Chaos Engineering of stateful applications

In Kubecon Copenhagen 2018; we formally launched Litmus as a framework to introduce chaos engineering into stateful applications on Kubernetes. Since then, we have added more features to Litmus to make it usable natively on Kubernetes, we added more chaos tests, added Litmus books using KOPS to setup K8S clusters on AWS and GCP, and some more features.

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Litmus integration with MayaOnline for chaos engineering

For example, DevOps operators managing a Gitlab CI pipeline on Kubernetes can now build the chaos stage easily and quickly using these approaches:

kubectl apply -f induce-replica-chaos-mongodb.yaml

Making Litmus easy to use for developers in Kubernetes

Today MayaData announces support for Litmus integration into MayaOnline. Now cloud-native application developers requiring persistent storage can use MayaOnline not only to get great visibility of their application and simplified management of OpenEBS deployments but also to introduce chaos tests quickly to validate and harden the application for usage with either OpenEBS or Kubernetes local PV.

Quick recap — what is Litmus?

Before discussing on how Litmus books are invoked on MayaOnline or on a CI pipeline, let us quickly recap what Litmus is.

Litmus is a framework or set of tools put together to help manage the lifecycle of chaos engineering of applications on Kubernetes. Currently, the focus of Litmus is on adding chaos tests to OpenEBS software itself and to well-known stateful applications such as MongoDB or Percona.

Litmus books are broadly categorized into four types.

  1. K8S infrastructure books (
  2. Stateful applications deployment books (
  3. Stateful applications chaos books (
  4. Deployers for providers such as OpenEBS. Other storage providers helper functionality will go here

Developers and operators clone the litmus repository and change the configuration in the litmus books to suit their Kubernetes cluster and the particular application. Finally, litmus books are invoked by the usual kubectl command.

Each Litmus runs as a Kubernetes job and returns the result as a Kubernetes custom resource object. If you know how to use and operate and manage Kubernetes jobs and resources, using litmus is no different. It’s easy.

Using Litmus books, operators can easily add new chaos stage and developers can use MayaOnline to run Litmus books to harden their stateful applications.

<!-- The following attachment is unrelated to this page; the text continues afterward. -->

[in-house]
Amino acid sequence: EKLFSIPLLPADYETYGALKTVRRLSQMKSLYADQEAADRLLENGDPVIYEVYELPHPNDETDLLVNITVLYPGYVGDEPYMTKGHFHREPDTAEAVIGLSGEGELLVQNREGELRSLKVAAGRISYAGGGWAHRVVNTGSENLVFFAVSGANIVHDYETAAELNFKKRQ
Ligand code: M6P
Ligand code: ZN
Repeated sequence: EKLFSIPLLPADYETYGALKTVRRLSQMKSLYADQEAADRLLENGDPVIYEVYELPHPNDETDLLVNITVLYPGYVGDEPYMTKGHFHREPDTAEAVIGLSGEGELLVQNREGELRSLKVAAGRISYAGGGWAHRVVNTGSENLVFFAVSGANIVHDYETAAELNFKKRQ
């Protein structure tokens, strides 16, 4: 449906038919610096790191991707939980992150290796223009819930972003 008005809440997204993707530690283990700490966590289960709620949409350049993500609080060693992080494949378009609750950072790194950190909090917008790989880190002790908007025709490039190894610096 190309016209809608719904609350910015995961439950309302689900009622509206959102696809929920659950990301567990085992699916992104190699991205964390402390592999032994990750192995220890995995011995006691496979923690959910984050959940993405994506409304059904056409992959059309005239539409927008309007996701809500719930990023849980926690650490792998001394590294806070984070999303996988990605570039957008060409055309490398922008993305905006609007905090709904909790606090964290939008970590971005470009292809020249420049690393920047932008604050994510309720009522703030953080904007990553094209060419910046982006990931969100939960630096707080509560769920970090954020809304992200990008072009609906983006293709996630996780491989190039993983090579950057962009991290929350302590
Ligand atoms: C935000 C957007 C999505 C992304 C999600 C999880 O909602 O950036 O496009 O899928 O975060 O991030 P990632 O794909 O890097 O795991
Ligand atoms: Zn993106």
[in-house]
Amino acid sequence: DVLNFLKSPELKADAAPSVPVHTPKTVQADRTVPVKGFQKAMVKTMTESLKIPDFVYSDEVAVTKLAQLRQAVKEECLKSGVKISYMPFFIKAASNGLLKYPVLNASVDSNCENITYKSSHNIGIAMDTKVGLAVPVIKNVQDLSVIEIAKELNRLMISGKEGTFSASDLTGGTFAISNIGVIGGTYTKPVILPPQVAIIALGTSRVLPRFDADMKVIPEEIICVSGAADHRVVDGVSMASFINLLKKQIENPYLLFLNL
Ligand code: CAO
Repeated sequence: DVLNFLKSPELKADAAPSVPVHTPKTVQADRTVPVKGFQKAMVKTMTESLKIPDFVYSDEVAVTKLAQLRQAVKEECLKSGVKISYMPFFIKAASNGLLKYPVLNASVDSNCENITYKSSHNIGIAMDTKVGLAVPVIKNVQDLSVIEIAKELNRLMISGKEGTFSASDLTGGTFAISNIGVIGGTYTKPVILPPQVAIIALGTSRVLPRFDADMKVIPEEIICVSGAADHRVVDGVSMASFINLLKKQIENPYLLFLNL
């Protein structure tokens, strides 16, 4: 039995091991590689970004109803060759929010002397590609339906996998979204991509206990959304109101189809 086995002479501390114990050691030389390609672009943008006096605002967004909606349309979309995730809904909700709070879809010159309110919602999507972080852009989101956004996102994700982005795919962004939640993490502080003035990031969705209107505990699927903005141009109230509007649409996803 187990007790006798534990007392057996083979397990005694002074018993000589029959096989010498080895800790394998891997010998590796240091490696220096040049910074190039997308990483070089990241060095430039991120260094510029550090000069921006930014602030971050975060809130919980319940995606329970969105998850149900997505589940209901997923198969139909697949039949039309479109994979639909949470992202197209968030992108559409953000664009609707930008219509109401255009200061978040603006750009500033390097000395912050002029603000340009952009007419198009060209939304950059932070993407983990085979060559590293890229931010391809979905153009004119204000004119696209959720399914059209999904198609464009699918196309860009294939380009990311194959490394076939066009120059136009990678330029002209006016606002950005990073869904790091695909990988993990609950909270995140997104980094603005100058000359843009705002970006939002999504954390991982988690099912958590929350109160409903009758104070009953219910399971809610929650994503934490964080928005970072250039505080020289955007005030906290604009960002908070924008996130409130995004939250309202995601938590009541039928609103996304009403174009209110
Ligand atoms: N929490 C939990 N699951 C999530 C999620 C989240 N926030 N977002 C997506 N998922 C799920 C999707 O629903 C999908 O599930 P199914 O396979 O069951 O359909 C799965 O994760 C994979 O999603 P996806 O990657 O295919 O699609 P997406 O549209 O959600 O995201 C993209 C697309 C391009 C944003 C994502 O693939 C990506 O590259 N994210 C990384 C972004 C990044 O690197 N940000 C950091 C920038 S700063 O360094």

Reference users of Litmus

The fact that Litmus was started from the chaos principles followed in the OpenEBS project and its development pipelines, We expect Litmus books to be liberally used by developers in their CI pipelines written to run on Kubernetes. OpenEBS CI and E2E systems are now restructured to use Litmus books, and you can see them in action at This CI and E2E project is open sourced and is accessible on the GitHub at

Litmus is available as a hosted version on MayaOnline. Developers can make use of Litmus books if their DevOps operators have integrated Litmus into the CI pipelines. There is also a simpler way to run chaos tests during development.

⁃ Connect the Kubernetes cluster to MayaOnline

⁃ Login into MayaOnline and setup Litmus repository for the cluster with your github credentials

⁃ Choose your application, choose your chaos tests, and MayaOnline will run them on the cluster and report the results

Yes, now chaos engineering for stateful applications is that simple

Contributions to Litmus project, our e2e project are welcome and encouraged. Tell us a specific stateful application chaos scenario you would like see a Litmus book for. Or better yet, send a PR.

This article was first published on Aug 29, 2018 on MayaData's Medium Account



Utkarsh Mani Tripathi
Utkarsh is a maintainer of jiva project and has contributed in building both control and data plane of OpenEBS. He loves to learn about file-system, distributed systems and networking. Currently, he is mainly focusing on enhancing jiva and maya-exporter In his free time, he loves to write poems and make lip smacking dishes
Chuck Piercey
Chuck Piercey is a Silicon Valley product manager with experience shipping more than 15 products in several different market segments representing a total of $2.5Bn revenue under both commercial and open source business models. Most recently he has been working for MayaData, Inc. focused on software-defined storage, network, and compute for Kubernetes environments. Chuck occasionally writes articles about the technology industry.
Sagar Kumar
Sagar is a software engineer at Mayadata who loves coding and solving real-world problems. He has been playing with Kubernetes for the last couple of years. Currently, he is focused on building OpenEBS Director as the go-to solution for OpenEBS users. In his free time, he loves playing cricket and traveling.